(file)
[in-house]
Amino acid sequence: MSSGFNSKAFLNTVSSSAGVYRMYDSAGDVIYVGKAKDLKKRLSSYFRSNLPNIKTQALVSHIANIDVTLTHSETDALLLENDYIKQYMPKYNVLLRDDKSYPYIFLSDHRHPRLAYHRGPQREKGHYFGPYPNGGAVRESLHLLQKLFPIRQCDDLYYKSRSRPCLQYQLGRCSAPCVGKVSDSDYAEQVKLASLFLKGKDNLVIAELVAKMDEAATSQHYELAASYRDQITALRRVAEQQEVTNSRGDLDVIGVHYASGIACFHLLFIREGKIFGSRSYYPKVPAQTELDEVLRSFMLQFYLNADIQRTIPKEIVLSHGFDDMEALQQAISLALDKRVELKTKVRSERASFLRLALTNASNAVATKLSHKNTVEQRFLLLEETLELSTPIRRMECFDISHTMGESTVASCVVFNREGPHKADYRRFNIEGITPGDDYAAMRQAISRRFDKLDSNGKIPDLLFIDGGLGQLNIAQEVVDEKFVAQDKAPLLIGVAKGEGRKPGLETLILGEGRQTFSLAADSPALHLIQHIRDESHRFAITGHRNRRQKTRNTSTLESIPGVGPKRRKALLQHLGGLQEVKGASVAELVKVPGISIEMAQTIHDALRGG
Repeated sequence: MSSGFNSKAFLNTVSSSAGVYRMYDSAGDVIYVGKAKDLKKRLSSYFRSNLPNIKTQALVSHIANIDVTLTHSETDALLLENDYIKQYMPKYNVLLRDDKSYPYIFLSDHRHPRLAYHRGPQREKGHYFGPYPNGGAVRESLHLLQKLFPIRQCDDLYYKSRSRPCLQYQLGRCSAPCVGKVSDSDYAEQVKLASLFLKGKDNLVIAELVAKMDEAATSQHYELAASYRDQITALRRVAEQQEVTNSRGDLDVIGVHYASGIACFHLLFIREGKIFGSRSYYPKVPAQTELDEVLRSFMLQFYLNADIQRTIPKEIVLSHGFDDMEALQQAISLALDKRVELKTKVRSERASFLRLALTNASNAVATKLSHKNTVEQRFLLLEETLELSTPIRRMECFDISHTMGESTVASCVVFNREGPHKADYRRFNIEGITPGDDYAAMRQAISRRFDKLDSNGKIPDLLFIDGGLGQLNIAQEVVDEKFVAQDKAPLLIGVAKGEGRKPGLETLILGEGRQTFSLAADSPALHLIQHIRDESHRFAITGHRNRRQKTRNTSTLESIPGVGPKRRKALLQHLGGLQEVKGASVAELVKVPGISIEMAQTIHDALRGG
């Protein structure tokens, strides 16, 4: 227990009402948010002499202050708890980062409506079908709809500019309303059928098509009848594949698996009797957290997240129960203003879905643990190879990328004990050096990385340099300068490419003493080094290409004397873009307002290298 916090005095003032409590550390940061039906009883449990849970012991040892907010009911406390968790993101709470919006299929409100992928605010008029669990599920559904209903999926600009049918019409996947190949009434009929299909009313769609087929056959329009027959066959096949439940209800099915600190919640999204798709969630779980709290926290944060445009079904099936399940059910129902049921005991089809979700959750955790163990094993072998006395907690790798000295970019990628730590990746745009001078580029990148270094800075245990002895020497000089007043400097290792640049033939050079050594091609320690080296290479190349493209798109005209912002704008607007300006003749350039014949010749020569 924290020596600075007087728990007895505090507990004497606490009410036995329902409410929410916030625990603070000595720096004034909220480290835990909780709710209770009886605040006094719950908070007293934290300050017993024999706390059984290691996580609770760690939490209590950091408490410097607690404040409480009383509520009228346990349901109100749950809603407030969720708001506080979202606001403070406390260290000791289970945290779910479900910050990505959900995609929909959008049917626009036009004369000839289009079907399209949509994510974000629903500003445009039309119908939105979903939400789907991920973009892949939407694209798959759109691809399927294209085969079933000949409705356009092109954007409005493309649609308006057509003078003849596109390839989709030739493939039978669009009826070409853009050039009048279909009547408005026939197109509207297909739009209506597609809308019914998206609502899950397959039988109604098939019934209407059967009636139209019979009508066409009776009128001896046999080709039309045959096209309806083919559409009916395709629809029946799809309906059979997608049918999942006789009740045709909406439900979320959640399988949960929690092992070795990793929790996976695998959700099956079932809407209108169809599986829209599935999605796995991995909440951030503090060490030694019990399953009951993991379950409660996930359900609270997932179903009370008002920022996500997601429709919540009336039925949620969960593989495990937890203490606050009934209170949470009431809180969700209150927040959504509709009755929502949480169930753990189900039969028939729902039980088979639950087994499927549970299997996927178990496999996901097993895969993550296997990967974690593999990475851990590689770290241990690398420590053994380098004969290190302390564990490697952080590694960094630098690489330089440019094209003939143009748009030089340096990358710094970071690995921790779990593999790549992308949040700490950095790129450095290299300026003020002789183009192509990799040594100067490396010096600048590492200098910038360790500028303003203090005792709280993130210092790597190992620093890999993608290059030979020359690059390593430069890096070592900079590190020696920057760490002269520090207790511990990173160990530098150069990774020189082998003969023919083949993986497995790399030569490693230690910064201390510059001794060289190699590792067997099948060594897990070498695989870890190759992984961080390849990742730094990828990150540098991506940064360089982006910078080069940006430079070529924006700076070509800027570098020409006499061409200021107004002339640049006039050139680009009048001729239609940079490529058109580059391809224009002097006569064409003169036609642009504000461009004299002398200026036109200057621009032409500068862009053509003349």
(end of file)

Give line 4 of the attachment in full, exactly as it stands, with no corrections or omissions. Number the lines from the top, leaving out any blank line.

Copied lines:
């Protein structure tokens, strides 16, 4: 227990009402948010002499202050708890980062409506079908709809500019309303059928098509009848594949698996009797957290997240129960203003879905643990190879990328004990050096990385340099300068490419003493080094290409004397873009307002290298 916090005095003032409590550390940061039906009883449990849970012991040892907010009911406390968790993101709470919006299929409100992928605010008029669990599920559904209903999926600009049918019409996947190949009434009929299909009313769609087929056959329009027959066959096949439940209800099915600190919640999204798709969630779980709290926290944060445009079904099936399940059910129902049921005991089809979700959750955790163990094993072998006395907690790798000295970019990628730590990746745009001078580029990148270094800075245990002895020497000089007043400097290792640049033939050079050594091609320690080296290479190349493209798109005209912002704008607007300006003749350039014949010749020569 924290020596600075007087728990007895505090507990004497606490009410036995329902409410929410916030625990603070000595720096004034909220480290835990909780709710209770009886605040006094719950908070007293934290300050017993024999706390059984290691996580609770760690939490209590950091408490410097607690404040409480009383509520009228346990349901109100749950809603407030969720708001506080979202606001403070406390260290000791289970945290779910479900910050990505959900995609929909959008049917626009036009004369000839289009079907399209949509994510974000629903500003445009039309119908939105979903939400789907991920973009892949939407694209798959759109691809399927294209085969079933000949409705356009092109954007409005493309649609308006057509003078003849596109390839989709030739493939039978669009009826070409853009050039009048279909009547408005026939197109509207297909739009209506597609809308019914998206609502899950397959039988109604098939019934209407059967009636139209019979009508066409009776009128001896046999080709039309045959096209309806083919559409009916395709629809029946799809309906059979997608049918999942006789009740045709909406439900979320959640399988949960929690092992070795990793929790996976695998959700099956079932809407209108169809599986829209599935999605796995991995909440951030503090060490030694019990399953009951993991379950409660996930359900609270997932179903009370008002920022996500997601429709919540009336039925949620969960593989495990937890203490606050009934209170949470009431809180969700209150927040959504509709009755929502949480169930753990189900039969028939729902039980088979639950087994499927549970299997996927178990496999996901097993895969993550296997990967974690593999990475851990590689770290241990690398420590053994380098004969290190302390564990490697952080590694960094630098690489330089440019094209003939143009748009030089340096990358710094970071690995921790779990593999790549992308949040700490950095790129450095290299300026003020002789183009192509990799040594100067490396010096600048590492200098910038360790500028303003203090005792709280993130210092790597190992620093890999993608290059030979020359690059390593430069890096070592900079590190020696920057760490002269520090207790511990990173160990530098150069990774020189082998003969023919083949993986497995790399030569490693230690910064201390510059001794060289190699590792067997099948060594897990070498695989870890190759992984961080390849990742730094990828990150540098991506940064360089982006910078080069940006430079070529924006700076070509800027570098020409006499061409200021107004002339640049006039050139680009009048001729239609940079490529058109580059391809224009002097006569064409003169036609642009504000461009004299002398200026036109200057621009032409500068862009053509003349």